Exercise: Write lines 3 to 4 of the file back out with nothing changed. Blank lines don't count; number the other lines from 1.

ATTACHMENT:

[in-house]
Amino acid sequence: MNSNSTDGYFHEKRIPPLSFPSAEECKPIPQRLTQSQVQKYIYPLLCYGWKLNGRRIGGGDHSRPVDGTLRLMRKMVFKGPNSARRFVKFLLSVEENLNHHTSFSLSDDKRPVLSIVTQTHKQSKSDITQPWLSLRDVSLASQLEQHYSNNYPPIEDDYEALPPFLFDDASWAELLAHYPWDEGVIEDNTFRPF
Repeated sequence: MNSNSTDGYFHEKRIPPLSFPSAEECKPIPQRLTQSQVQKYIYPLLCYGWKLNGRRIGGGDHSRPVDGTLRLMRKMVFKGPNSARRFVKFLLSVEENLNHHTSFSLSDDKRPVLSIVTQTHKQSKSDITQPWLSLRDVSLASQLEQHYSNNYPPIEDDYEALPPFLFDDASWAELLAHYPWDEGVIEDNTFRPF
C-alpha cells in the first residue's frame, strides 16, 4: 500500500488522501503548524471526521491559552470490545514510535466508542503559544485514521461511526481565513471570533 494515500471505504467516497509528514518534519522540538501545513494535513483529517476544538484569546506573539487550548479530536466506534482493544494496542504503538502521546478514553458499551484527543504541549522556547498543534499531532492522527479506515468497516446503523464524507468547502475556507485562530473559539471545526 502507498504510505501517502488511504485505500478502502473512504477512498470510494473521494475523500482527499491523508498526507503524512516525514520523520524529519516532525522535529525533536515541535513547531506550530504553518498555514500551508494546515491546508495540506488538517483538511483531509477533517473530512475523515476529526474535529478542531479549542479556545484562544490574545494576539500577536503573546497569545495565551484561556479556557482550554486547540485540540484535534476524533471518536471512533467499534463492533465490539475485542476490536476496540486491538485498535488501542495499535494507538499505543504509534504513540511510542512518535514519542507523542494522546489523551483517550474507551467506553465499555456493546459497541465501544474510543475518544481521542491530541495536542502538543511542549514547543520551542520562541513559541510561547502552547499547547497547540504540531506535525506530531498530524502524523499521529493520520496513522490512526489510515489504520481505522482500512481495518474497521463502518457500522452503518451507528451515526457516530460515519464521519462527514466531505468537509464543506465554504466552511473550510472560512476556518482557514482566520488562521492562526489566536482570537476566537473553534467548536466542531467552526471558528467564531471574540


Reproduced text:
Repeated sequence: MNSNSTDGYFHEKRIPPLSFPSAEECKPIPQRLTQSQVQKYIYPLLCYGWKLNGRRIGGGDHSRPVDGTLRLMRKMVFKGPNSARRFVKFLLSVEENLNHHTSFSLSDDKRPVLSIVTQTHKQSKSDITQPWLSLRDVSLASQLEQHYSNNYPPIEDDYEALPPFLFDDASWAELLAHYPWDEGVIEDNTFRPF
C-alpha cells in the first residue's frame, strides 16, 4: 500500500488522501503548524471526521491559552470490545514510535466508542503559544485514521461511526481565513471570533 494515500471505504467516497509528514518534519522540538501545513494535513483529517476544538484569546506573539487550548479530536466506534482493544494496542504503538502521546478514553458499551484527543504541549522556547498543534499531532492522527479506515468497516446503523464524507468547502475556507485562530473559539471545526 502507498504510505501517502488511504485505500478502502473512504477512498470510494473521494475523500482527499491523508498526507503524512516525514520523520524529519516532525522535529525533536515541535513547531506550530504553518498555514500551508494546515491546508495540506488538517483538511483531509477533517473530512475523515476529526474535529478542531479549542479556545484562544490574545494576539500577536503573546497569545495565551484561556479556557482550554486547540485540540484535534476524533471518536471512533467499534463492533465490539475485542476490536476496540486491538485498535488501542495499535494507538499505543504509534504513540511510542512518535514519542507523542494522546489523551483517550474507551467506553465499555456493546459497541465501544474510543475518544481521542491530541495536542502538543511542549514547543520551542520562541513559541510561547502552547499547547497547540504540531506535525506530531498530524502524523499521529493520520496513522490512526489510515489504520481505522482500512481495518474497521463502518457500522452503518451507528451515526457516530460515519464521519462527514466531505468537509464543506465554504466552511473550510472560512476556518482557514482566520488562521492562526489566536482570537476566537473553534467548536466542531467552526471558528467564531471574540